In the future, the diagnosis of myasthenia gravis was based on at least three criteria out of four: clinical, pharmacological, electroneuromyographic, and/or immunological. All patients were given a pharmacological test with neostigmine methylsulfate in a dose of 2 ml 0.05 % solution subcutaneously. The majority patients (20 – 83.3%) tested positive with full (12 – 50%), incomplete (6 – 25%) or partial (2 – 8.3%) compensation for motor disorders, but 4 patients (16.7%) had a pharmacological test that was considered doubtful.

In the majority of the patients, myasthenia gravis debuted in a local form in 18 ( 75%) patients (14 with ocular symptoms, 4 with weakness of bulbar muscle groups), generalized muscle weakness (mainly in skeletal muscles) was the first symptom of the disease in 6 (25%) patients. Later, all patients with local manifestations of the disease developed a generalized form of myasthenia gravis, more often during the first 2-3 years of the disease – 16 patients, only 2 patients 10 years after the onset of symptoms after a period of long remission.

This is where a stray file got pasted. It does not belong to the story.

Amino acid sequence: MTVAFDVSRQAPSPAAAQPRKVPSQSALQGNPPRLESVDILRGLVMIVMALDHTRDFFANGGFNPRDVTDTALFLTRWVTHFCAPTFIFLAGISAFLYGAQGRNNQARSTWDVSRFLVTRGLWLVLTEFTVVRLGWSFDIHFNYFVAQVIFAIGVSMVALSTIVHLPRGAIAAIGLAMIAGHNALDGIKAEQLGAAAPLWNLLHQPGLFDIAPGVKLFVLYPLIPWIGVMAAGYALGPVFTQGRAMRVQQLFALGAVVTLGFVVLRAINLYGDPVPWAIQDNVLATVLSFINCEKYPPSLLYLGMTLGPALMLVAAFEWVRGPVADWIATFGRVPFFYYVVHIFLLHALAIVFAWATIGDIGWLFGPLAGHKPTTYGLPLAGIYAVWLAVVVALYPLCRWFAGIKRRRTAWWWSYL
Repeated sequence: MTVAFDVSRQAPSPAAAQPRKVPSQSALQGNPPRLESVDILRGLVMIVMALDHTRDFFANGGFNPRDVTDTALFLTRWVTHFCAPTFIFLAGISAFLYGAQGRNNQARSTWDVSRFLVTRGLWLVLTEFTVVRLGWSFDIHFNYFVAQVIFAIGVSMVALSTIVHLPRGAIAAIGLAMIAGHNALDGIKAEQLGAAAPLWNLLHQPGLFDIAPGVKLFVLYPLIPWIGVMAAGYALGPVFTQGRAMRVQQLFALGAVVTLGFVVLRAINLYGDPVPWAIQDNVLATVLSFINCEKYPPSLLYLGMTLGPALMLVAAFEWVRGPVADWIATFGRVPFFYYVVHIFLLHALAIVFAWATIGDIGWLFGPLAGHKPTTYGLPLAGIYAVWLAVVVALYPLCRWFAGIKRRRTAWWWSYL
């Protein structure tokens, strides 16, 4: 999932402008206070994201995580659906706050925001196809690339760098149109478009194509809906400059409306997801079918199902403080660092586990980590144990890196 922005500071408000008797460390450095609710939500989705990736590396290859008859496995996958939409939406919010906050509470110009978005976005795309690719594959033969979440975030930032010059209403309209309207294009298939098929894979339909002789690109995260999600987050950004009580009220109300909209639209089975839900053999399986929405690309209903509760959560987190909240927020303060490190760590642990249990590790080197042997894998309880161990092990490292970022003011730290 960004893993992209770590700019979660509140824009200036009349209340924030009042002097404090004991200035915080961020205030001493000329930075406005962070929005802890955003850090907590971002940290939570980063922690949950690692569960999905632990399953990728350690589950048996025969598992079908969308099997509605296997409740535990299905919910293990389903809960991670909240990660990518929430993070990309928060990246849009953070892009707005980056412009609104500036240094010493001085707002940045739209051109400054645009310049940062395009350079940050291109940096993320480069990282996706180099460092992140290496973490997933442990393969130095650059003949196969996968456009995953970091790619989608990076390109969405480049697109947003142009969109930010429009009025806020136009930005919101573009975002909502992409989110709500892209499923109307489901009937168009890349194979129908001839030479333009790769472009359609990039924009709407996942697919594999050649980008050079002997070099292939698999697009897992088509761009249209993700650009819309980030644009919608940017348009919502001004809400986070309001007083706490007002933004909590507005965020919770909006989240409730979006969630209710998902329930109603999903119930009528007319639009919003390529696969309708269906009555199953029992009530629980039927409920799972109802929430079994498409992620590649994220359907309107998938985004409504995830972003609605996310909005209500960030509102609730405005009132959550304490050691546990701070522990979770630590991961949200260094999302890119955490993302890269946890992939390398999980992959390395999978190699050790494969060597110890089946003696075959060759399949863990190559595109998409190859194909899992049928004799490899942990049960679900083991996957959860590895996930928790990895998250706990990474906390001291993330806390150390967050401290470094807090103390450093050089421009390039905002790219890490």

According to the results of ENMG using the method of indirect rhythmic muscle stimulation with registration of the M-response, a positive decrement test (17-39%) was detected in all 24 patients, pathognomonic for the diagnosis of myasthenia gravis.

CT scans of the chest and anterior mediastinum revealed no thymus pathology in the majority of 20 patients (83.3%). Thymoma was observed in 4 patients (16.7%), in this regard, 2 patients later underwent surgical treatment (thymectomy) and 2 patients – radiation therapy – in all cases with improved condition, partial recovery of motor function and performance with the support of moderate doses of pyridostigmine bromide and glucocorticosteroids (GCS).